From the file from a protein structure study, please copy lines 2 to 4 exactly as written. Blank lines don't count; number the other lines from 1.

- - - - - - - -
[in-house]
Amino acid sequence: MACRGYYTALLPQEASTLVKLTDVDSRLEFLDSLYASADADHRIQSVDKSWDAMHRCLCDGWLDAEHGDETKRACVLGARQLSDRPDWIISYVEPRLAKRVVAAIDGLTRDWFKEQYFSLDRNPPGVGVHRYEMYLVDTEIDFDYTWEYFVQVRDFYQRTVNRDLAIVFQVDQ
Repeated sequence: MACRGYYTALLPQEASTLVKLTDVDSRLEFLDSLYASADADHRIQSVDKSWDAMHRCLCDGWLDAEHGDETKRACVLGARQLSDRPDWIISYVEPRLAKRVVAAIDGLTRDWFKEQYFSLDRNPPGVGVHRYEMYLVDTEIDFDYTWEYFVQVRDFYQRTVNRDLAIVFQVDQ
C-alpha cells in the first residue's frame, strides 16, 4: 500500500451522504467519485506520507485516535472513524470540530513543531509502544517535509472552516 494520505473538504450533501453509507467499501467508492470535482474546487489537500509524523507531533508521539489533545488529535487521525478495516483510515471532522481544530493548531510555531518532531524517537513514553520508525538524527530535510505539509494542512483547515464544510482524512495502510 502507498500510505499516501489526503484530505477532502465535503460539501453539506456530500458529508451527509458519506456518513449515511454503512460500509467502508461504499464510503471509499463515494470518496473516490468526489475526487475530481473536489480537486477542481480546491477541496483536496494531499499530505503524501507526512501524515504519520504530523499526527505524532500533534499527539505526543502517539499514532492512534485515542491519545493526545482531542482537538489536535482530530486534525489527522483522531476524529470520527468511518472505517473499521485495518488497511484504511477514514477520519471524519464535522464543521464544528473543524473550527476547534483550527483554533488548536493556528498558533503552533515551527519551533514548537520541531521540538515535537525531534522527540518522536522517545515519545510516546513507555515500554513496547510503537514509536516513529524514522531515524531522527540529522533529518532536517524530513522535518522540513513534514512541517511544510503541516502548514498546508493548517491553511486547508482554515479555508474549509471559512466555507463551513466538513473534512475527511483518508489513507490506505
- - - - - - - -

Amino acid sequence: MACRGYYTALLPQEASTLVKLTDVDSRLEFLDSLYASADADHRIQSVDKSWDAMHRCLCDGWLDAEHGDETKRACVLGARQLSDRPDWIISYVEPRLAKRVVAAIDGLTRDWFKEQYFSLDRNPPGVGVHRYEMYLVDTEIDFDYTWEYFVQVRDFYQRTVNRDLAIVFQVDQ
Repeated sequence: MACRGYYTALLPQEASTLVKLTDVDSRLEFLDSLYASADADHRIQSVDKSWDAMHRCLCDGWLDAEHGDETKRACVLGARQLSDRPDWIISYVEPRLAKRVVAAIDGLTRDWFKEQYFSLDRNPPGVGVHRYEMYLVDTEIDFDYTWEYFVQVRDFYQRTVNRDLAIVFQVDQ
C-alpha cells in the first residue's frame, strides 16, 4: 500500500451522504467519485506520507485516535472513524470540530513543531509502544517535509472552516 494520505473538504450533501453509507467499501467508492470535482474546487489537500509524523507531533508521539489533545488529535487521525478495516483510515471532522481544530493548531510555531518532531524517537513514553520508525538524527530535510505539509494542512483547515464544510482524512495502510 502507498500510505499516501489526503484530505477532502465535503460539501453539506456530500458529508451527509458519506456518513449515511454503512460500509467502508461504499464510503471509499463515494470518496473516490468526489475526487475530481473536489480537486477542481480546491477541496483536496494531499499530505503524501507526512501524515504519520504530523499526527505524532500533534499527539505526543502517539499514532492512534485515542491519545493526545482531542482537538489536535482530530486534525489527522483522531476524529470520527468511518472505517473499521485495518488497511484504511477514514477520519471524519464535522464543521464544528473543524473550527476547534483550527483554533488548536493556528498558533503552533515551527519551533514548537520541531521540538515535537525531534522527540518522536522517545515519545510516546513507555515500554513496547510503537514509536516513529524514522531515524531522527540529522533529518532536517524530513522535518522540513513534514512541517511544510503541516502548514498546508493548517491553511486547508482554515479555508474549509471559512466555507463551513466538513473534512475527511483518508489513507490506505